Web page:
Nick Clegg predicted that the UK will face another General Election before Christmas if the Liberal Democrats do not form part of a coalition government following this week's poll.
The Lib Dem leader said it would be impossible for a minority government to pass key legislation without signing off controversial concessions to the SNP and Ukip.
A party statement said a second election in 2015 would be "almost inevitable" without the Lib Dems in parliament.
Everybody knows that no one will win this election – even if David Cameron and Ed Miliband won’t admit it publicly.
If they try to stagger through with a messy and unstable minority government instead of putting the country first then they will risk all the hard work and sacrifices people have made over the last five years.
The last thing Britain needs is a second election before Christmas. But that is exactly what will happen if Ed Miliband and David Cameron put their own political interest ahead of the national interest.
The only party that will ensure stability is the Liberal Democrats.
The SNP leader Nicola Sturgeon has said it would be undemocratic and insulting to Scottish voters - if her party wins the most seats there, but has no voice in the next Parliament. She told voters in Livingston they had 48 hours to get the Tories out.
David Cameron has said anyone in a Liberal Democrat-held seat should vote Conservative to avoid the prospect of a Labour-SNP government.
Asked whether he will need Nick Clegg to form a government after May 7, the prime minister told ITV News' James Mates: "I have a clear message for anyone in a Liberal Democrat held seat and that is vote Conservative.
"If you vote Liberal Democrat you don't know what you are going to get. Nick Clegg was very clear at the weekend he's just as likely to support an Ed Miliband-SNP government - that would bring the country to a juddering halt - than he is to support the Conservatives."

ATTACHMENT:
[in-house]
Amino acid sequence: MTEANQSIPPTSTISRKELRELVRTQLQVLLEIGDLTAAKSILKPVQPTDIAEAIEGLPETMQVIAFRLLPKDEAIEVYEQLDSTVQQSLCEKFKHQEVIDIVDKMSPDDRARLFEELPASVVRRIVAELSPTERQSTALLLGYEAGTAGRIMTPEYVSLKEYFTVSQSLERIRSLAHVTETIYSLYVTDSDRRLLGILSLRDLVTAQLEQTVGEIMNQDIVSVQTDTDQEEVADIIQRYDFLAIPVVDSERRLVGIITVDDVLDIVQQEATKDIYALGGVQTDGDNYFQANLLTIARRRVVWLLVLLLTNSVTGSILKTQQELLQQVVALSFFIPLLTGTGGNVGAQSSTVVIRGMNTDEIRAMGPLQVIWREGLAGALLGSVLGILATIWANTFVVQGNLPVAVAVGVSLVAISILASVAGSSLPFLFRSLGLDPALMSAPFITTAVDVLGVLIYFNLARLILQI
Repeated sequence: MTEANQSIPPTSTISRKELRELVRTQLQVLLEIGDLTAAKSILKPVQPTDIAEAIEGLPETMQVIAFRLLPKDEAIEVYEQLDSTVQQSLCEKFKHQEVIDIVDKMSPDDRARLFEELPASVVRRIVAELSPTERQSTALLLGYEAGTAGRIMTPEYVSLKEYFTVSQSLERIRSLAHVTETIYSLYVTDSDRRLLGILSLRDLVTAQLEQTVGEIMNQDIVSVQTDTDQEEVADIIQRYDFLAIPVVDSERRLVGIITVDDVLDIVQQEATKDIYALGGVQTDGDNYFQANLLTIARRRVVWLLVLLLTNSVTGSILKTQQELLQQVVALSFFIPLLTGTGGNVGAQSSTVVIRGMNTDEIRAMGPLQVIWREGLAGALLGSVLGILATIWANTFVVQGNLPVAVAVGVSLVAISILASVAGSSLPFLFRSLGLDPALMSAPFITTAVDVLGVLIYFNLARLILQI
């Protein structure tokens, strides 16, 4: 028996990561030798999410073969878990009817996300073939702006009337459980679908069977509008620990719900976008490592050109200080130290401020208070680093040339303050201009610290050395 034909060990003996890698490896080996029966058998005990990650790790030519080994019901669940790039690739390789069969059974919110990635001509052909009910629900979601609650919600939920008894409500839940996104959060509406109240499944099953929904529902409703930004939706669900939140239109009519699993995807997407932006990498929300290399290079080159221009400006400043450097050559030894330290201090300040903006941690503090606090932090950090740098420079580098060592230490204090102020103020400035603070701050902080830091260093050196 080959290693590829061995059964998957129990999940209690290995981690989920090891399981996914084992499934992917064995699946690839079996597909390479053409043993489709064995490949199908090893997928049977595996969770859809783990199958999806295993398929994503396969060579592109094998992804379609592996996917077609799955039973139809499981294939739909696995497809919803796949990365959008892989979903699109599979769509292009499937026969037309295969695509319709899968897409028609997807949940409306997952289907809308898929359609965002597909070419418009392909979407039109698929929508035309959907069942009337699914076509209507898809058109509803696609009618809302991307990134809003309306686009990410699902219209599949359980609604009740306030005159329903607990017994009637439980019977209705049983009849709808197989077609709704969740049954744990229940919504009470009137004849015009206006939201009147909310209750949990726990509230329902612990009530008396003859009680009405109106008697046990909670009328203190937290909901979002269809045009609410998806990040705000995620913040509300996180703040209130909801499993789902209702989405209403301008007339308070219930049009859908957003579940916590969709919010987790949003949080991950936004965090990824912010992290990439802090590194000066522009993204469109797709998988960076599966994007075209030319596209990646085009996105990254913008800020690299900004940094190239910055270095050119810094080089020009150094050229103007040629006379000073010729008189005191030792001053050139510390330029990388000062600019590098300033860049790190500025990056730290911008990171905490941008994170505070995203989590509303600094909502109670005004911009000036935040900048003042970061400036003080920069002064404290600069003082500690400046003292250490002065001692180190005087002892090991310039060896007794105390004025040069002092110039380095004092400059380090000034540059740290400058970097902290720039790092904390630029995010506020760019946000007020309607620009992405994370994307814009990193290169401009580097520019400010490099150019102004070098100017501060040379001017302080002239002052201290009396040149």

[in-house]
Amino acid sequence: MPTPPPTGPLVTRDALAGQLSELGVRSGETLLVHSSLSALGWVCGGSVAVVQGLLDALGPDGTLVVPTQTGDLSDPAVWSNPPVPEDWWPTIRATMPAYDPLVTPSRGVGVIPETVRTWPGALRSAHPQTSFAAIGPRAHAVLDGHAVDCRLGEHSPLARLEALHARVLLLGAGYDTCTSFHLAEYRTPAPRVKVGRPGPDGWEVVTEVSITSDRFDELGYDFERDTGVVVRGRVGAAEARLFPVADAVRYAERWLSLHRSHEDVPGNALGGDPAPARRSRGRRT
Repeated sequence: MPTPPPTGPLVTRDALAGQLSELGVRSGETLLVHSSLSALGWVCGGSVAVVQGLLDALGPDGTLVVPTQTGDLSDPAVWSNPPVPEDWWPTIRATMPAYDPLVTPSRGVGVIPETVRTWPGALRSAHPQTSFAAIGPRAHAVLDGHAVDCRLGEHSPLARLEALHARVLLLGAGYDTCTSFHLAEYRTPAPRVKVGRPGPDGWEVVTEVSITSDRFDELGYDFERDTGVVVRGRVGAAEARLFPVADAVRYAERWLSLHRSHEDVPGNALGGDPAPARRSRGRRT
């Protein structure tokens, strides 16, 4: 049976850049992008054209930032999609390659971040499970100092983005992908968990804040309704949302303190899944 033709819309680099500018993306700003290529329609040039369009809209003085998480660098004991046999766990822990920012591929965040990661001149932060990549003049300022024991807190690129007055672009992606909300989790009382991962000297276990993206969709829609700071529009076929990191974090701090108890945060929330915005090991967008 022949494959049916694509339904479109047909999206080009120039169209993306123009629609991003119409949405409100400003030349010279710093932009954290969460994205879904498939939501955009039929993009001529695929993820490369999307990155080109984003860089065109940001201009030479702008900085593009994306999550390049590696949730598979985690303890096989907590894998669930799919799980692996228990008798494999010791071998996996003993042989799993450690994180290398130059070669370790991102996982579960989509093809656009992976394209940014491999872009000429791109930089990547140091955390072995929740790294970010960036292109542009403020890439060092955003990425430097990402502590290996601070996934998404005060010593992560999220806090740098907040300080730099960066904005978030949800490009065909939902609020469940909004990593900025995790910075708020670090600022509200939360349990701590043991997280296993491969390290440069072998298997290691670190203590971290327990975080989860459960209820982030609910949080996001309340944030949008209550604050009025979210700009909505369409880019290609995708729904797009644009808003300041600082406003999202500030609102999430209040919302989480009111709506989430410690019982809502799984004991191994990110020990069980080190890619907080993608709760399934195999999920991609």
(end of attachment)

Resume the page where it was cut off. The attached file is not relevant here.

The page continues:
Boris Johnson says he has never "been so worried" about the prospect of Labour returning to power.
"Never in my life - this is the sixth election I have fought - never have I been so worried about what could happen under Labour," Mr Johnson, speaking alongside David Cameron, said in Hendon.
The Mayor of London said Mr Miliband had "junked sensible centrism under Tony Blair" in favour of an anti-business message which would drive investment and jobs away from the UK.
He also warned of what he called the "chaos" of a Labour government working with the SNP, claiming Alex Salmond would have "his feet up on Miliband's desk in Downing Street holding out his glass for more pink champagne paid for by the English taxpayer".
Ed Miliband has told voters there are "less than 48 hours to get rid of this Tory government and David Cameron" as he placed the NHS at the centre of his campaign again.
Mr Miliband told an audience in Bedford that the health service was facing a "financial timebomb" with the Tories planning "savage cuts".
He said he wanted to put the "right values" including "care, compassion and corporation" back at the centre of the NHS.
The Labour leader said he would keep going "right till the last minutes" to rescue the National Health Service and prevent another five years of Conservative government.